Presidential inaugural speeches give heads of states with a periodic opportunity to renew their social contract with their people. Carefully crafted and pored upon for, perhaps, weeks before their delivery, such political rhetoric are expected to leave sweet tastes in the mouth of their audience. Quotable quotes, take-away promises, renewal of hope, paradigm shifts and critical data that support government’s renewed zeal are the usual components of such epoch-making speeches. Some of these were not well-pronounced in President Muhammadu Buhari’s speech in 2019.
A quick comparison of the 2015 speech with that of 2019 throws up useful data. The Democracy Day speech is about one thousand words longer than Buhari’s 2015 address to the nation at his inauguration on May 29, 2015. In the 2015 speech, the word count was 1,910, while in 2019, the word count was a whopping 3,039 words. Apparently, there was more to talk about in 2019 than there was in 2015. In 2019, Buhari did a flashback on the last four years, and chose words that facilitated chest-thumping for the achievements of his administration. But in the 2015 speech, Buhari, under the spectre of the magnanimity of former President Goodluck Jonathan for conceding defeat, resisted the temptation to lambast his predecessor(s) for the multiple problems of insecurity, corruption and poor economy. Apparently, he had few words to speak, less of criticism. Also, Buhari was careful not to make too many promises as those words could rear-up their heads and waylay him at the end of his tenure.
However, with the excess of over 1,000 words in the 2019 speech, Buhari ignited several questions because he failed to answer them.
Below are a few:-
1. What has happened to Boko Haram?
An analysis of the 2019 speech shows that the president mentioned Boko Haram only once, as against 10 times in his 2015 speech. So, what has happened to the sect? On June 12, 2019 while the high and mighty clinked cups of wine and ate sumptuous meals at the instance of Aso Rock Villa to mark Democracy Day, Boko Haram insurgents attacked a military base at Kareto village in Mobbar Local Government Area of Borno State. In the attack, the sect killed several Nigerians, among them a commanding officer of the Nigerian army. Nigerians who waited in suspense to hear the president’s fresh approach to stamp out the sect had their expectations cut off at the end of the 2019 speech. Incidentally, in 2015, there was the significant move of the ‘command centre’ on the counter-terrorism military campaign from Abuja to Maiduguri, a move that was hailed to high heavens by all and sundry. The 2019 statement does not contain a ‘next level’ indicator in the fight against the deadly sect.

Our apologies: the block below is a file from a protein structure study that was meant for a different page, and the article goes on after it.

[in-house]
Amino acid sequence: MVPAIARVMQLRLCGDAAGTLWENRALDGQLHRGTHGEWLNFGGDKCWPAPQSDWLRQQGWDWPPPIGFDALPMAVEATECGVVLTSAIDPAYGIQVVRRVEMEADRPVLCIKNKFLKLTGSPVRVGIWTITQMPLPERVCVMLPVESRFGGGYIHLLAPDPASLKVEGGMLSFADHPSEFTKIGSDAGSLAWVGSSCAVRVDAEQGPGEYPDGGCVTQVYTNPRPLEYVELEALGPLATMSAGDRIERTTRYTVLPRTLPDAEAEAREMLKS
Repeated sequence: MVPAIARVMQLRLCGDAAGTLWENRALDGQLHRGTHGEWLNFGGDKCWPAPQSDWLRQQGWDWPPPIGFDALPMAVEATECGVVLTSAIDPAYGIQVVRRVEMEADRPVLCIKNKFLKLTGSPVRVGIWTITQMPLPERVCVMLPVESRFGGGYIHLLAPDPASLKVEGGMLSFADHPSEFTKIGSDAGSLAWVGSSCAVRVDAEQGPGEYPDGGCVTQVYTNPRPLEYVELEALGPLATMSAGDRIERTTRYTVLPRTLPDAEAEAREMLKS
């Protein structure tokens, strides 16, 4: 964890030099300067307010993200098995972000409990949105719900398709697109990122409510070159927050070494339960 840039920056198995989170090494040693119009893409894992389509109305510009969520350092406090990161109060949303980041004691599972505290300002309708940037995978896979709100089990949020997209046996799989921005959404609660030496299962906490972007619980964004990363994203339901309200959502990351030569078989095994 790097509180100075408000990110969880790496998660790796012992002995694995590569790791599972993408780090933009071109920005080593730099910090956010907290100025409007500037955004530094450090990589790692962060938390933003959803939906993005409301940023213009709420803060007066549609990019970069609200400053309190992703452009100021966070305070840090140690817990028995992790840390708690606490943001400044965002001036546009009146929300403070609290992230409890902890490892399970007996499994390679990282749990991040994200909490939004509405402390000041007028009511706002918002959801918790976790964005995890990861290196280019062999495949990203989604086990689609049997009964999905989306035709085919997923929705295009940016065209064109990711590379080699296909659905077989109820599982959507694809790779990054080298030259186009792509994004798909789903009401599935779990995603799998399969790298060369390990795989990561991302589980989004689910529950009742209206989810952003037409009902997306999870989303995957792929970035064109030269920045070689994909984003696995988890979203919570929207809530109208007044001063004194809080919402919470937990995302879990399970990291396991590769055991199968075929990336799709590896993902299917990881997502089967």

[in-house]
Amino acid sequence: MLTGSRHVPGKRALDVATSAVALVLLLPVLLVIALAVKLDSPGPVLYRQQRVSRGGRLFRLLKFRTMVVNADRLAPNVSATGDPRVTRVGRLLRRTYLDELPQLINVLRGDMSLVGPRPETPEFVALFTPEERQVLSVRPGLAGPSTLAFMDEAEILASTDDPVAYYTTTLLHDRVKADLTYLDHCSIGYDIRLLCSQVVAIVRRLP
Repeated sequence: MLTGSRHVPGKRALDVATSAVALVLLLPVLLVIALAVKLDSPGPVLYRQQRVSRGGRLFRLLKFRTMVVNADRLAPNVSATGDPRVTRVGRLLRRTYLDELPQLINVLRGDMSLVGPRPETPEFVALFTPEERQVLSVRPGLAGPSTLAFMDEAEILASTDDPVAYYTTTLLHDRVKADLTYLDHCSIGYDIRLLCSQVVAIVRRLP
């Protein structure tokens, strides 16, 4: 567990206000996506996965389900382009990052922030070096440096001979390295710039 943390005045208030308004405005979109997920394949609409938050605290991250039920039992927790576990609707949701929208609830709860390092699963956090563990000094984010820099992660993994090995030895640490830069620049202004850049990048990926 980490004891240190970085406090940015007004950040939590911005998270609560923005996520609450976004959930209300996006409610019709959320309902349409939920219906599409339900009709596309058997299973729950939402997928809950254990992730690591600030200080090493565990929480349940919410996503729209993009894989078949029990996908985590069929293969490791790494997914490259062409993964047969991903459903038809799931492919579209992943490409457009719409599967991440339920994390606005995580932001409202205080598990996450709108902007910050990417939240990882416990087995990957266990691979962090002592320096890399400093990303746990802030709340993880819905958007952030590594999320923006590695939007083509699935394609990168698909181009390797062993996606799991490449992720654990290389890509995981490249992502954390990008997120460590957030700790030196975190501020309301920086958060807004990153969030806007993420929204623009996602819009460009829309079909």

2. ‘Terrorism is a global phenomenon…’ so what?
Perhaps, the most uninspiring section of the 74 paragraph speech is the content of paragraph 9. It says: “Terrorism and insecurity are worldwide phenomena and even the best policed countries are experiencing increasing incidents of unrest and are finding things hard to cope.” So, Nigerians should learn to live with terrorists? The killing of 25,794 Nigerians in the last four years under Buhari cannot be explained away in this manner. In spite of the fact that many nations are afflicted by new terrorism, the death toll is not so high across the globe because deliberate attempts are made to tackle terrorists. Instead of rolling out new measures, Buhari fell back and sought solace in this hackneyed line of thought that terrorism is not restricted to Nigeria.
3. ‘Ethnic, political or religious leaders’ incite killings to their benefit